Once Upon A Time: Once Upon a Time is from the same publisher as Gloom and while the game-play is clunkier, the theme is much less dark and potentially more approachable for younger groups. Unlike Gloom, where the competitive game-play can take over, Once Upon a Time encourages a more collaborative atmosphere. Each player takes a turn as the Storyteller, and tells a story using the cards in her hand (all very common fairy tale tropes). Story cards allow her to guide the story towards her Ending Card (each player has a different ending card). The other players can usurp her story through Interrupt Cards thus becoming the new Storyteller. The winner is the first person to lose all their cards and end the story. Although, honestly, just use the cards to make a hilarious story. When you play to win this game, it can lose it’s appeal quickly.
Fiasco: We are entering the wilds of storytelling games now and no game is wilder than Fiasco. This is also, without a doubt, my favorite storytelling game so I’m a bit biased. In the long standing tradition of heist/caper movies as well as the film noire, players are trying to plan something. Something not quite legal or particularly moralistic. Also within that tradition it will likely go poorly for everyone. The game’s primary mechanism is the creation (through dice rolls and charts) of a web of relationships, places and things. The players then role-play and create the scenes. Eventually the best laid plans of mice and men go completely to pot (the “Tilt” is introduced) and everything goes awry. It doesn’t end well for anyone, including you…so don’t even try. Just go out in way befitting of your station. This is a wonderful entry level RPG is you are interested in introducing people to something outside of the standards from Dungeons & Dragons, Chaosism or White Wolf. It does take a skilled or at least experienced player to moderate the game though.
Tales of the Arabian Nights: This is the only storytelling game on this list that actually look like a board game. In it, you travel across a medieval Middle Eastern landscape affecting the world with your actions while the world throws everything it has back at you! Just a heads up, the world has plenty to throw at you. For example, you may end up a jilted lover, a penniless beggar, or a fantastic vizier. But it is more likely you will just end up hideously deformed. As with many storytelling games, Tales is meant to be more of an experience for the players and less of a game. Meaning that the goal will be a fantastic story for each of the players rather than having one particular person relish in the glory of winning. To play, you choose skills and abilities (stealth, luck, quick thinking), then you move about the map having encounters with various mundane and fantastical events. Having encounters is where this game enters the “Expert” realm. In Tales, you have to roll dice, check charts and play cards to see what actually happens to you. Then you move though a very large “Choose Your Own Adventure”-type book to see where your story goes. It can be a tad clunky and long to play but I guarantee the story will evolve that you will talk about with friends, family, strangers… anyone who will listen really.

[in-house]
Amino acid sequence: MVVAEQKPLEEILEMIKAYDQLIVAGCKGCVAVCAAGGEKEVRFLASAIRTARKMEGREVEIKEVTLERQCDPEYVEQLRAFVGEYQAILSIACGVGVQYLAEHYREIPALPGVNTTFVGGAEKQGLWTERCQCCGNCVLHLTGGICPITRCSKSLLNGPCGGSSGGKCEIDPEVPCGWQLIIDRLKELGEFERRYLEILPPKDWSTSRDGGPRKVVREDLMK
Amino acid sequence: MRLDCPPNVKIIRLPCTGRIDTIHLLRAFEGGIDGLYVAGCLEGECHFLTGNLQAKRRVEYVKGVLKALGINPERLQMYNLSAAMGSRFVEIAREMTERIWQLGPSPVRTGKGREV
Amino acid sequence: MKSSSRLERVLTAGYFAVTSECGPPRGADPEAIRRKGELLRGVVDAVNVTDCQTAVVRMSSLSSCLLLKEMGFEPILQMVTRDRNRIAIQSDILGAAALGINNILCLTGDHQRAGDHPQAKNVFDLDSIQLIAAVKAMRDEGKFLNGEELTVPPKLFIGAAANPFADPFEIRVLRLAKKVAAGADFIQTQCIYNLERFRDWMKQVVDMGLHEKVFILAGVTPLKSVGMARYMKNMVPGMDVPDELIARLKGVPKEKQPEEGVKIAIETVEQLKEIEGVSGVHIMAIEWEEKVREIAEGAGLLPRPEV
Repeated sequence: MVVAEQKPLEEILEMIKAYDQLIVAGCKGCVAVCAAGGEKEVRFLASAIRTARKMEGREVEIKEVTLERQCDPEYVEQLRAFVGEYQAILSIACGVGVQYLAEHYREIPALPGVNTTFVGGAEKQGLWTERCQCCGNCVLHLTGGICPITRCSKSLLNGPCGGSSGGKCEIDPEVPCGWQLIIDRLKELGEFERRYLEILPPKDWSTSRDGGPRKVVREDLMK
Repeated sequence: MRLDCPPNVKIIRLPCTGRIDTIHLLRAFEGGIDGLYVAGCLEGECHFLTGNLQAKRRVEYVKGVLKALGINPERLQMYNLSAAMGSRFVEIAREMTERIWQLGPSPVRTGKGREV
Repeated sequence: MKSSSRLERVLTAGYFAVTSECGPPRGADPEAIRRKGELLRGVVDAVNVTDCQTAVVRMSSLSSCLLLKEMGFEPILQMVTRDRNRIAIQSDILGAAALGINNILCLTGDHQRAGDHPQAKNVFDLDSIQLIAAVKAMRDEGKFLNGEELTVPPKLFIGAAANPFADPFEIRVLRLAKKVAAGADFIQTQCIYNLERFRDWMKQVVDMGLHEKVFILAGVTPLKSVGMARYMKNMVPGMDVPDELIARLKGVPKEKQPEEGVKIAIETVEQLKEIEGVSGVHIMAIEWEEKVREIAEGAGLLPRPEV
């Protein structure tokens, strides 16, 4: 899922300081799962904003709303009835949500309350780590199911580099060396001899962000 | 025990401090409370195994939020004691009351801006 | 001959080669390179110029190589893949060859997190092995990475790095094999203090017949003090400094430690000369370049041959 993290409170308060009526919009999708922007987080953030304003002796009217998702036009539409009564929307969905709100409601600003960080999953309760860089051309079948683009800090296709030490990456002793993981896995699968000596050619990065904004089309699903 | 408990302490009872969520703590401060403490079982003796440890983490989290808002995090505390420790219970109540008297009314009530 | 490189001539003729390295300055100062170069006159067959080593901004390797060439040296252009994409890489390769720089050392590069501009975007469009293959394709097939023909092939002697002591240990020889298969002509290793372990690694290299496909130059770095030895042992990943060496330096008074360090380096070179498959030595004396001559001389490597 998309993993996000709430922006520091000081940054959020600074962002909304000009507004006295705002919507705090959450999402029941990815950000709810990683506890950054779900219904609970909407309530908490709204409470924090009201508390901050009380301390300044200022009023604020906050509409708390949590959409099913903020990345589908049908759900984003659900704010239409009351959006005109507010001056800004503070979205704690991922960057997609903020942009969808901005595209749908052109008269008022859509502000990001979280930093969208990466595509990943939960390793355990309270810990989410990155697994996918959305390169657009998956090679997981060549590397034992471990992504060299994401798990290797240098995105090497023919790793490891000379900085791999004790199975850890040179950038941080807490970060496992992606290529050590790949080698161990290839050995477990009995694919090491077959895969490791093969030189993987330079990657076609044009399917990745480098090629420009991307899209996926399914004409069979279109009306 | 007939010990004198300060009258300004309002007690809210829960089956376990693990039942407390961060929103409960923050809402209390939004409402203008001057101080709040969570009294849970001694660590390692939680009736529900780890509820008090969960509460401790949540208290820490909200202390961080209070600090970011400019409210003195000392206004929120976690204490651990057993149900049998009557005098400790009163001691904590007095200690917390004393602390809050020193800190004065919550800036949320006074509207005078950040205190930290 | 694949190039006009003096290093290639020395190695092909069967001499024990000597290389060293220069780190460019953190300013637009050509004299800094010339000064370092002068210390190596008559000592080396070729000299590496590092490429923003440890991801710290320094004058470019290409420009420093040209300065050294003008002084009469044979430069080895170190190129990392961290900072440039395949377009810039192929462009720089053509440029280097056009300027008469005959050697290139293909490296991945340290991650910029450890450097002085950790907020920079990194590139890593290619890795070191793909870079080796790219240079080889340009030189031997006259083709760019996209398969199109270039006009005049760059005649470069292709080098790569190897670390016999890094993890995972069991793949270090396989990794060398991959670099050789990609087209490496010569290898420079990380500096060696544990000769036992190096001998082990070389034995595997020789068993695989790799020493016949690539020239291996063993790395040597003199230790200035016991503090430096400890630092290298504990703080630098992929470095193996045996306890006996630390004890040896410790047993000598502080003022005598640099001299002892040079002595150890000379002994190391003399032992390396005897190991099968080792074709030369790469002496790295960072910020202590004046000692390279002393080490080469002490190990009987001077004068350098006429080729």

Happy Birthday, Robot!: From the ephemeral Daniel Solis comes this game which is described as a “storytelling party game for clever kids, gamer parents and fun classrooms.” You never can be sure how much you will get to write or where the story will go. Could be a couple of words. Could be a bunch. But it starts with the words “Happy Birthday, Robot!” Unlike the other games in this list, this one was pretty much marketed as an “educational” game but coming from Solis, you can guarantee it will be fun and slightly weird.
Storytelling games tend to create a shared experiences and a creative narrative arc. They don’t focus on winning as a goal so competitive players may not appreciate them as much. However, if players enjoy cooperative games they may also appreciate a shared storytelling experience.
They tend to be small in size, with limited components and smaller rules books. This makes them (mostly) portable and easy to teach quickly, nice for fledgling library board game collections and events, and simple to train staff on their use and play.
Unfortunately, storytelling games put people on the spot to be spontaneous , creative or witty. This can alienate introverts, or those that prefer long strategy over quick thinking.
Looking for a gateway into Role Playing Games (RPGs)? Many storytelling games can provide that experience without the “stigma” of playing an RPG or role playing. Don’t get me wrong, I love RPGs. I’m just saying that some storytelling games can whet the whistle for someone who is creative, intuitive and theatrical without having to face a wall of geek culture which can be intimidating.
Storytelling games are creative and rely on imagination over tactics and strategy and should be a staple of any board gaming library collection. Were it up to me, everyone would have Dixit and then Gloom.